By Delia Owens


As a child, Kya is left to fend for herself in the coastal marshland of North Carolina. Growing up, she develops a special bond with the wild, an intricate knowledge of the marsh and its magic. The marsh is the constant, her companion, as she navigates love and loss.

Where the Crawdads Sing is one of my favourite books. It is a story about loneliness and the power of the natural world. It is heart-breaking and heart-warming in equal measure; you’ll cry happy and sad tears before you’re finished.

The story ostensibly revolves around the discovery of the body of a local man, Chase Andrews, in the marsh. The reader gets the feeling that Kya might somehow be involved in the story of how he came to be face up in the mud, but the details unravel slowly throughout the book.

This is a murder mystery that takes a back seat. Instead of the natural world providing a convenient backdrop for the main storyline, the marsh, and Kya’s relationship with it, are the focus of this book.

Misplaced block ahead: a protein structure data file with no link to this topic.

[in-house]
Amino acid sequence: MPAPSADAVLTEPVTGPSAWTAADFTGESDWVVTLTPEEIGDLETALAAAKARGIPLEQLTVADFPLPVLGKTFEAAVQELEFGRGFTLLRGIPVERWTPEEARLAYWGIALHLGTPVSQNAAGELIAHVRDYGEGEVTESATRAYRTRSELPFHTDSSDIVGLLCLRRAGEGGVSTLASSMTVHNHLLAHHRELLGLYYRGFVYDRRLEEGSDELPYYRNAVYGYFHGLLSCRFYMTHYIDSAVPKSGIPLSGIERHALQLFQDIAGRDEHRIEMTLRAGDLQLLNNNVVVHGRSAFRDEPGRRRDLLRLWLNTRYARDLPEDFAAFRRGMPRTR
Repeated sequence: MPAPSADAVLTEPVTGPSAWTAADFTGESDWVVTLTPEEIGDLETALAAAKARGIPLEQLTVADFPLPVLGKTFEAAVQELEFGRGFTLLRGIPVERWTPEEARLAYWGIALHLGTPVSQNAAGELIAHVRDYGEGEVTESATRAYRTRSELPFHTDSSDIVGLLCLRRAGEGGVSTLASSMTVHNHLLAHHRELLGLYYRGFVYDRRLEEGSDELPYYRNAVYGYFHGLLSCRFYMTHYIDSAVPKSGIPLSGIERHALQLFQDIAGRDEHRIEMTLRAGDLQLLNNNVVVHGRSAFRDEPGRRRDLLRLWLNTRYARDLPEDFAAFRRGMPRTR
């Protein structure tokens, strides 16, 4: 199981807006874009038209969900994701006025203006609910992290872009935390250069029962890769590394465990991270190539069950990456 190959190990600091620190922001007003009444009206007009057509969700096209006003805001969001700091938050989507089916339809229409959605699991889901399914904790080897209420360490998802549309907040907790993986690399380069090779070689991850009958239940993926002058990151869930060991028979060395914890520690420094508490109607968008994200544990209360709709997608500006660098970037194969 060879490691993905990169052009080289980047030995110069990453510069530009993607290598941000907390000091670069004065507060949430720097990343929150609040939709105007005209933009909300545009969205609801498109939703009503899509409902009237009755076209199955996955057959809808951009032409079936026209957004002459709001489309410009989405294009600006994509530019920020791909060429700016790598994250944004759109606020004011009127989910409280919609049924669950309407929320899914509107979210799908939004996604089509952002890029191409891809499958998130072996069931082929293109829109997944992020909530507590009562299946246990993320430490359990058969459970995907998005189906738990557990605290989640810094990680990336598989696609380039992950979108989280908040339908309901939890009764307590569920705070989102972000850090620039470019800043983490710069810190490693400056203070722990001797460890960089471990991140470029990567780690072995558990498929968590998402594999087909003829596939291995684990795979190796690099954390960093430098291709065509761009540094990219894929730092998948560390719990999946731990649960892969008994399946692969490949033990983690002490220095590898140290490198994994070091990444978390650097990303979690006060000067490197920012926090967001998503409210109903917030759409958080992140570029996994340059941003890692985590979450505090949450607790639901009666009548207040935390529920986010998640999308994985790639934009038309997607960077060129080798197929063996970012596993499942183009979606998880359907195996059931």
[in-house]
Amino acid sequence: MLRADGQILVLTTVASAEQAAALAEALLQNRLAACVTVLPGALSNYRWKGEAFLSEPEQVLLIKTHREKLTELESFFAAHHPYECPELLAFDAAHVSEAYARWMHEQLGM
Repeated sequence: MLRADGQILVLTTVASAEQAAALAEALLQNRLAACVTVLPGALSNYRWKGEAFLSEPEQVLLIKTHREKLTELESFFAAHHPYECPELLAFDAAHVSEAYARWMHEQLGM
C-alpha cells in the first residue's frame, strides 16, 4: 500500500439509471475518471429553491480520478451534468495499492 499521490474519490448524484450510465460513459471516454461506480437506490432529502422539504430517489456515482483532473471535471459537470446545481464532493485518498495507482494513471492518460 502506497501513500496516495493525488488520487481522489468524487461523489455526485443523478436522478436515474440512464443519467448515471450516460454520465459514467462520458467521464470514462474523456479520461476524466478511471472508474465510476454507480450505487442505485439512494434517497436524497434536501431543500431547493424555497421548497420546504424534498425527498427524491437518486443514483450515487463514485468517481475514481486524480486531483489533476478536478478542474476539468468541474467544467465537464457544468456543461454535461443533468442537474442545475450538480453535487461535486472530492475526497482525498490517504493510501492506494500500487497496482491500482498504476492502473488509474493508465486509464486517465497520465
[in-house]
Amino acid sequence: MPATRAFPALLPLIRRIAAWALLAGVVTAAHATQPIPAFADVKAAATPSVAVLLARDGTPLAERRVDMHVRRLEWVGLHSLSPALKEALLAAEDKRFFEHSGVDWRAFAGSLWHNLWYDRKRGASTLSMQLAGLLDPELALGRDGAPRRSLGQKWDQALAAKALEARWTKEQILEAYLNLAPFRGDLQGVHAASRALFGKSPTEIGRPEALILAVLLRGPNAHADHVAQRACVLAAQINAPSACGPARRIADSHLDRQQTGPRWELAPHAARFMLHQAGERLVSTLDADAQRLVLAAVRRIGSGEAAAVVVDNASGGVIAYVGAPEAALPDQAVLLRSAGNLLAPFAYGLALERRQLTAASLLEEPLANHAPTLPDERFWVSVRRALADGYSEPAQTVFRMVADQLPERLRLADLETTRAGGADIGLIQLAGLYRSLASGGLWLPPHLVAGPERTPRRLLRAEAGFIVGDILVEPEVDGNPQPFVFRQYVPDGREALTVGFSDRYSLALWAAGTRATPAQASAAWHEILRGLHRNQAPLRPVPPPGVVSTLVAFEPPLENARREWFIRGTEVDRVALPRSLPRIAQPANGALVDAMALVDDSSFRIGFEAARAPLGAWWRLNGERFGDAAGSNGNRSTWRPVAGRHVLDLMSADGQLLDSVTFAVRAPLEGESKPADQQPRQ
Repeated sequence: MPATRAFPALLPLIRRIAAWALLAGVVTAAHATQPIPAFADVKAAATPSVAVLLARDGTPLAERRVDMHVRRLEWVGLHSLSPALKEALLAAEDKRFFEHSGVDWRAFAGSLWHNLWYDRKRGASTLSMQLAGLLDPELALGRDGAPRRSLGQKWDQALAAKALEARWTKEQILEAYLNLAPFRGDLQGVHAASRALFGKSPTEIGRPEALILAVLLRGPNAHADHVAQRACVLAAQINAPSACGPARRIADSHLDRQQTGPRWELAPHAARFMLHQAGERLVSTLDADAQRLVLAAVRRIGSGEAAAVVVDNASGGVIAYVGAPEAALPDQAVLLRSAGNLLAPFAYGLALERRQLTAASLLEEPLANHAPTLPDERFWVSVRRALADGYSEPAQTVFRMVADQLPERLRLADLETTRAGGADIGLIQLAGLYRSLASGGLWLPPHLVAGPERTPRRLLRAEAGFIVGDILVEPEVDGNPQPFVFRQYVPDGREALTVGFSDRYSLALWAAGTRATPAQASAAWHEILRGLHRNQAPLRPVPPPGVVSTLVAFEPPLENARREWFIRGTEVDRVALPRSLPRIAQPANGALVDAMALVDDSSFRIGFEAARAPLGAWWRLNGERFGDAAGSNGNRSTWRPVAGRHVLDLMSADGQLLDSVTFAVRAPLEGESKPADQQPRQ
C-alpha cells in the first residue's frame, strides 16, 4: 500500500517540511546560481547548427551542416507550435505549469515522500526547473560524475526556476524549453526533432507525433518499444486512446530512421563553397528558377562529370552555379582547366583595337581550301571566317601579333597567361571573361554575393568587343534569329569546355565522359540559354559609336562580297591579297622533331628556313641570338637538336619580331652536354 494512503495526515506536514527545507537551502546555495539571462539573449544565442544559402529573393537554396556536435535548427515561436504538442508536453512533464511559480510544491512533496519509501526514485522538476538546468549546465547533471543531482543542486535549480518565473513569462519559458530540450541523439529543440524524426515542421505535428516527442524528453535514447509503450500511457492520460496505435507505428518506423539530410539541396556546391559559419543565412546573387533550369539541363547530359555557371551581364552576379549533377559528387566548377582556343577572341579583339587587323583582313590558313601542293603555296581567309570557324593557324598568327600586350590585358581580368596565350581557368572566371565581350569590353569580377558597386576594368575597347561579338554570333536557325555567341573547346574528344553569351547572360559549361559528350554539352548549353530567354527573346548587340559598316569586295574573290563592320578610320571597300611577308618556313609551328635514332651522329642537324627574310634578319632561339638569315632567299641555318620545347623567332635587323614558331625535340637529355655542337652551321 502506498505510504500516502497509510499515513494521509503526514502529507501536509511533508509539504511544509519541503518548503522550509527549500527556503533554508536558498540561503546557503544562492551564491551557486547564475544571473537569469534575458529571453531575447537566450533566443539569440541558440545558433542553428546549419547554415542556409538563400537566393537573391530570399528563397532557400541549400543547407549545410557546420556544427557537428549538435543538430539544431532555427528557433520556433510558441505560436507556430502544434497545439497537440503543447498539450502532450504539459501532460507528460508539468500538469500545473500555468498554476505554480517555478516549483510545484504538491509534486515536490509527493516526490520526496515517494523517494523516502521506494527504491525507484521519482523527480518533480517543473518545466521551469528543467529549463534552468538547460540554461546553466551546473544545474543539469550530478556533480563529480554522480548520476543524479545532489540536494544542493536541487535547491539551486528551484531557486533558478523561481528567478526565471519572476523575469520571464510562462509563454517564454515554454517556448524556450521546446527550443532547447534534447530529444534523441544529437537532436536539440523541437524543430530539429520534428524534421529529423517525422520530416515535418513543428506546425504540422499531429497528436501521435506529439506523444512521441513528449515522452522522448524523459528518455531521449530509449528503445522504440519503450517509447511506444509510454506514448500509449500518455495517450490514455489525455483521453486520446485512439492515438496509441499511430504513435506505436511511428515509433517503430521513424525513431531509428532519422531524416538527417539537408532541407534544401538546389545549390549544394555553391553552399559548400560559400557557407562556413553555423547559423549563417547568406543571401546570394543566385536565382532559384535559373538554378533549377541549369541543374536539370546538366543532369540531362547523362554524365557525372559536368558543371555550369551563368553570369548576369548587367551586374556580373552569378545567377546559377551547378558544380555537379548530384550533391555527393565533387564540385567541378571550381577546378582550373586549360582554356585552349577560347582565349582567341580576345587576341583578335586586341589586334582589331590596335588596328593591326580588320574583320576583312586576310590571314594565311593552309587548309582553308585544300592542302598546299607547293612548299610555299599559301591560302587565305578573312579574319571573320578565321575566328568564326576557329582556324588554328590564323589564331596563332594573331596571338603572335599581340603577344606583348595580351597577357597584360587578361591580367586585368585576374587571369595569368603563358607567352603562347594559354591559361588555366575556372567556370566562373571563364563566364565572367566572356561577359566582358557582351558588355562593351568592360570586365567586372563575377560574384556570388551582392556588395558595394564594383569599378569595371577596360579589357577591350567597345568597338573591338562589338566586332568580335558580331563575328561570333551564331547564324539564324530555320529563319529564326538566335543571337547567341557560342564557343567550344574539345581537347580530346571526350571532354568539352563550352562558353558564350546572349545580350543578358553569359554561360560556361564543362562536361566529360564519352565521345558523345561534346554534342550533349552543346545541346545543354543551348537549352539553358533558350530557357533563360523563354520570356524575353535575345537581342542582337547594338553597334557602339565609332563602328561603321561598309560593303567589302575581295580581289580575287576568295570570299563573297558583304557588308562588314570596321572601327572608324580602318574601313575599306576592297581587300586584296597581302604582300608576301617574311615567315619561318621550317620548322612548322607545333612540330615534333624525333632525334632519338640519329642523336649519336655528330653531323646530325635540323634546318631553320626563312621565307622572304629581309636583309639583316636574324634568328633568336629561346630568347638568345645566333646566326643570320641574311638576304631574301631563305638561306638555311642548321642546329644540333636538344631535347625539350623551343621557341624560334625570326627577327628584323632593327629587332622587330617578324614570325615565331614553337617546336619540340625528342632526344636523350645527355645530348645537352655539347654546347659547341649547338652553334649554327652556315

The mystery takes nature’s pace – it stops to look around, to watch Kya’s life, instead of ploughing ahead into speculation.

Owens does an incredible job of building the reader’s mental picture of the marsh, the town, Kya’s shack. Reading this book for the second and third time, years apart, I return to the familiar locations and they feel like real places I’ve visited, their details so particular in my imagination that they must surely be remembered from real life.

A wonderful portrayal of the comfort that the natural world can bring, Where the Crawdads Sing is a must-read.

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